Progesterone (P4) is a female sex hormone that is primarily produced in the corpus luteum in normally menstruating women, with small amounts also produced in the adrenal cortex.
Progesterone is essential for the preparation of the uterus for implantation by causing the uterine lining to thicken. During pregnancy, progesterone production continues to maintain the uterine lining, help nurture the developing fetus throughout the pregnancy, and to trigger the breasts to produce milk. Progesterone also acts in non-reproductive tissues, often in partnership with estradiol. Examples include estradiol reduction of bone resorption and progesterone stimulation of bone formation, and coordinated increases in nitric oxide activity to improve blood flow.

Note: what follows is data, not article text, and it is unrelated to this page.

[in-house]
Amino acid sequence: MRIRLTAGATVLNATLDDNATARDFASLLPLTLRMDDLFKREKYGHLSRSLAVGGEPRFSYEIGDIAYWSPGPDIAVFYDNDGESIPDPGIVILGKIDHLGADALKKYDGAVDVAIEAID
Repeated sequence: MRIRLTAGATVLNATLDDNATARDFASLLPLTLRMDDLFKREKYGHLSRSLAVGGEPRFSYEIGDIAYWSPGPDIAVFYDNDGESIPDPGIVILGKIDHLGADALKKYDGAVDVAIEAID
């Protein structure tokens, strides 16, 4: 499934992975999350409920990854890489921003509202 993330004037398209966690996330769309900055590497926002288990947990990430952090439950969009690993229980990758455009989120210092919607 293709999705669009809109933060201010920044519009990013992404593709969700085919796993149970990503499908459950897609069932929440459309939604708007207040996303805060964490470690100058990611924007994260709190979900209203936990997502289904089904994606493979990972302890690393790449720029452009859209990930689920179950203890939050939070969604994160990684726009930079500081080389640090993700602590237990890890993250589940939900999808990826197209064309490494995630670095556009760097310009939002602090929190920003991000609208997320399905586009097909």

Abnormally low progesterone levels are observed in mid-luteal phase in females whom have disorders of ovulation. This luteal phase deficiency is associated with infertility and spontaneous abortion, and is estimated to occur in approximately 10% of infertile women. Low progesterone levels during the first 10 weeks of pregnancy are indicative of threatened abortion and ectopic pregnancy.